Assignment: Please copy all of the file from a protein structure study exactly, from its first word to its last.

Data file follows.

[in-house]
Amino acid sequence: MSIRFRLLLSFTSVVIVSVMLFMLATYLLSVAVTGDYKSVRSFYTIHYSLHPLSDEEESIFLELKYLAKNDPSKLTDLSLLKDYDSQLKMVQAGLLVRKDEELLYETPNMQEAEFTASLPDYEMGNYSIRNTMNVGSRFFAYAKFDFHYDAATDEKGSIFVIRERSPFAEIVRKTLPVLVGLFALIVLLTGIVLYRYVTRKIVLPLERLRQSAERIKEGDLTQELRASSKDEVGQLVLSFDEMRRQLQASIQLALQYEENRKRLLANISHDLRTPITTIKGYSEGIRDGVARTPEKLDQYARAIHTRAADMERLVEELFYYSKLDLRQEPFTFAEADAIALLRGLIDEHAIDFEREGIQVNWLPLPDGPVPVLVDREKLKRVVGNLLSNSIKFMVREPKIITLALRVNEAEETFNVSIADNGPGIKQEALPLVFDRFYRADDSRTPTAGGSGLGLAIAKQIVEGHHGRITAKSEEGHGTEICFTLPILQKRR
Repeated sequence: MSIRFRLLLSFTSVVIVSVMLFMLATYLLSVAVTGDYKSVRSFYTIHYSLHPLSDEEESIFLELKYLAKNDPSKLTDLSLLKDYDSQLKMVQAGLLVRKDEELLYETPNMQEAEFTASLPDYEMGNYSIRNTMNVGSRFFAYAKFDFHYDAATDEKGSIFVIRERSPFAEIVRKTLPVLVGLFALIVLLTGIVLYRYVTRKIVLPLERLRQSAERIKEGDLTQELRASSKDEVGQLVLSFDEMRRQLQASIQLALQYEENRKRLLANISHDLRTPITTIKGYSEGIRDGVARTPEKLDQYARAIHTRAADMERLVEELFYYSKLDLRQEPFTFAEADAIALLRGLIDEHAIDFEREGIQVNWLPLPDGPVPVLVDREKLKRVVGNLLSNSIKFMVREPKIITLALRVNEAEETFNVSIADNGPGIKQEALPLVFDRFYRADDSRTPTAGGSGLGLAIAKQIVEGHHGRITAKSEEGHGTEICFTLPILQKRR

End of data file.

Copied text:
[in-house]
Amino acid sequence: MSIRFRLLLSFTSVVIVSVMLFMLATYLLSVAVTGDYKSVRSFYTIHYSLHPLSDEEESIFLELKYLAKNDPSKLTDLSLLKDYDSQLKMVQAGLLVRKDEELLYETPNMQEAEFTASLPDYEMGNYSIRNTMNVGSRFFAYAKFDFHYDAATDEKGSIFVIRERSPFAEIVRKTLPVLVGLFALIVLLTGIVLYRYVTRKIVLPLERLRQSAERIKEGDLTQELRASSKDEVGQLVLSFDEMRRQLQASIQLALQYEENRKRLLANISHDLRTPITTIKGYSEGIRDGVARTPEKLDQYARAIHTRAADMERLVEELFYYSKLDLRQEPFTFAEADAIALLRGLIDEHAIDFEREGIQVNWLPLPDGPVPVLVDREKLKRVVGNLLSNSIKFMVREPKIITLALRVNEAEETFNVSIADNGPGIKQEALPLVFDRFYRADDSRTPTAGGSGLGLAIAKQIVEGHHGRITAKSEEGHGTEICFTLPILQKRR
Repeated sequence: MSIRFRLLLSFTSVVIVSVMLFMLATYLLSVAVTGDYKSVRSFYTIHYSLHPLSDEEESIFLELKYLAKNDPSKLTDLSLLKDYDSQLKMVQAGLLVRKDEELLYETPNMQEAEFTASLPDYEMGNYSIRNTMNVGSRFFAYAKFDFHYDAATDEKGSIFVIRERSPFAEIVRKTLPVLVGLFALIVLLTGIVLYRYVTRKIVLPLERLRQSAERIKEGDLTQELRASSKDEVGQLVLSFDEMRRQLQASIQLALQYEENRKRLLANISHDLRTPITTIKGYSEGIRDGVARTPEKLDQYARAIHTRAADMERLVEELFYYSKLDLRQEPFTFAEADAIALLRGLIDEHAIDFEREGIQVNWLPLPDGPVPVLVDREKLKRVVGNLLSNSIKFMVREPKIITLALRVNEAEETFNVSIADNGPGIKQEALPLVFDRFYRADDSRTPTAGGSGLGLAIAKQIVEGHHGRITAKSEEGHGTEICFTLPILQKRR